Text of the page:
In celebration of Women’s Month, leading consulting engineering and infrastructure advisory firm Zutari highlights the achievements of four exceptional women from its team.  

Tshegofatso Sibambato 

Tshegofatso completed her Bachelor of Science degree in Civil Engineering at the University of the Witwatersrand; and is a professionally registered civil engineer in the built environment, specialising in land development.  

“Service delivery remains a huge concern for most communities within South Africa. This speaks to our vast opportunities as engineers to implement projects to provide these services,” she highlights. 

Mary-Anne Fechter 

Mary-Anne studied civil engineering at the University of Pretoria. With an interest in sustainability and natural resources, she completed a Master’s degree in Spatial Development and Natural Resource Management at the Technical University of Dresden in Germany. 

Mary-Anne understands the impact that the built environment has on natural resources and how to integrate sustainability and resiliency into the planning, construction and operations of buildings and other infrastructure. 

Thandazo Shabalala 

Thandazo obtained a National Diploma in Civil Engineering from the Cape Peninsula University of Technology. She is a South African Institution of Civil Engineering (SAICE) member and a registered candidate engineering technician with the Engineering Council of South Africa (ECSA).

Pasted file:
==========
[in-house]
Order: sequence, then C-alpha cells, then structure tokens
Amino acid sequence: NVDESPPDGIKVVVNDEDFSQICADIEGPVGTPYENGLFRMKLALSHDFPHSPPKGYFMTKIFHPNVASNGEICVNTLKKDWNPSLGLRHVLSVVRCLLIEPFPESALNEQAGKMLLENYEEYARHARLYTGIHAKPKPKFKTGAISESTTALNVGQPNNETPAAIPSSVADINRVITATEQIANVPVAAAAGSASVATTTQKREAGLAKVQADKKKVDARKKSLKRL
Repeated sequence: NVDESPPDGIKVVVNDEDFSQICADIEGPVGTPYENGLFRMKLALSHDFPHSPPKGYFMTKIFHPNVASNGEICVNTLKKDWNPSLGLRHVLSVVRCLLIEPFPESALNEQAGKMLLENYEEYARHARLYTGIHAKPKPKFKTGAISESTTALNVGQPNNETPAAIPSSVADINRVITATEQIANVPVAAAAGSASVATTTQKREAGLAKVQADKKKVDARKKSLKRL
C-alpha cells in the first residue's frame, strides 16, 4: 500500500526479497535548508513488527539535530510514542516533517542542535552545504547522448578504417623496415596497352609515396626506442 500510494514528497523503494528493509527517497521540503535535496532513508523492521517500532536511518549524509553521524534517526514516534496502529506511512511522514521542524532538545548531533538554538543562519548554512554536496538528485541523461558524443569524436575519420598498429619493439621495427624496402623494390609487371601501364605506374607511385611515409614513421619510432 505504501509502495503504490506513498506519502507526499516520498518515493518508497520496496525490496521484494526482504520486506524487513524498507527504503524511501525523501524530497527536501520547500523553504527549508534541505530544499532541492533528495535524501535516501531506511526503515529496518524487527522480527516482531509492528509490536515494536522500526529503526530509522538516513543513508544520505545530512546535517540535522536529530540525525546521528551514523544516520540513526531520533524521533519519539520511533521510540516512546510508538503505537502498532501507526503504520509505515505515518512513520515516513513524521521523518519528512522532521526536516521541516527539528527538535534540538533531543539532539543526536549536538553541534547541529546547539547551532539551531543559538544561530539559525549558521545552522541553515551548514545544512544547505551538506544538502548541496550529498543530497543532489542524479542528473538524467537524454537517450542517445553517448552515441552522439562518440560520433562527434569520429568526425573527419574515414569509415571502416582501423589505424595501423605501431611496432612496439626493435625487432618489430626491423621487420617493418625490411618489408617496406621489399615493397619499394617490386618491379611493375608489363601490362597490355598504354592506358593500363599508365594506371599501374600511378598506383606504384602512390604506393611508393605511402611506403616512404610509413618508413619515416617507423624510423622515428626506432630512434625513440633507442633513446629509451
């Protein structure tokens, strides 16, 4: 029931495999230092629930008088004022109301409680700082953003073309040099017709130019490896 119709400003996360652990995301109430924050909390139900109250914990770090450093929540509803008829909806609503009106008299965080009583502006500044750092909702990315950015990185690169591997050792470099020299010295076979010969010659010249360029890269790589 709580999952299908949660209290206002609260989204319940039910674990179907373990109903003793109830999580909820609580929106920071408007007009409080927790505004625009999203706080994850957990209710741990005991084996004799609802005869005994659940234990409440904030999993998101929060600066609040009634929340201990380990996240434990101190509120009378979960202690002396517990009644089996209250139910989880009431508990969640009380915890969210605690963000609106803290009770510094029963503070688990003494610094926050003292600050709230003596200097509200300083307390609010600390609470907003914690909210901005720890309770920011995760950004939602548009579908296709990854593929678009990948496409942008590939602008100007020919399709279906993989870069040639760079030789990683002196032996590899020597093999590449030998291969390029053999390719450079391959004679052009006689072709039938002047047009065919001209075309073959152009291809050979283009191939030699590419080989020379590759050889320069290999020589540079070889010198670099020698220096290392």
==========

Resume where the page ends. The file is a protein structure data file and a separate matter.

Thandazo is currently a Senior Civil Technician specialising in the design and construction supervision of water and sanitation projects.  

Belinda Selkirk 

Belinda has a Diploma in Project Design focussing on building engineering, as well as a Diploma in Fire Science and Fire Safety. The Institute of Fire Engineers has awarded her with GiFireE Credentials.  

“I never started out as a lead fire engineer. My first job was as a draughtsperson, but hard work and perseverance paid off. Decide what you want and lay out a clear path to get to where you want to be. There is room for all types of people with different skillsets,” says Belinda. 

International Women in Engineering Day is an opportunity to give all women a voice to be heard.  

“Engineering elements are all around us, and I wanted to be a part of building our country by implementing infrastructure services.” – Tshegofatso 

“A career in engineering allows you to change lives and make a difference in your community by solving problems and designing what really matters.” – Thandazo 

“Society is facing various challenges, ranging from biodiversity loss and impacts of climate change to inadequate infrastructure to provide for people’s basic needs. Engineering is crucial to tackle these problems and provide appropriate solutions.” – Mary-Anne 

Advice to girls considering engineering? 

“It is a fact that men dominate the civil engineering world,” Thandazo notes. However, women are extremely resilient.  

Find mentors in the engineering space. Tshegofatso adds: “Do not be afraid of the industry because you feel it is male dominated. Diversity brings strength and, because of that, more women are needed in the industry to make the right moves.” 

“By sharing our experiences and how we have overcome hurdles, we create awareness about the unseen issues that women experience,” concludes Belinda.

For more information, contact Zutari:
Tel: +27 12 427 2000
Email: capetown@zutari.com
Website: www.zutari.com

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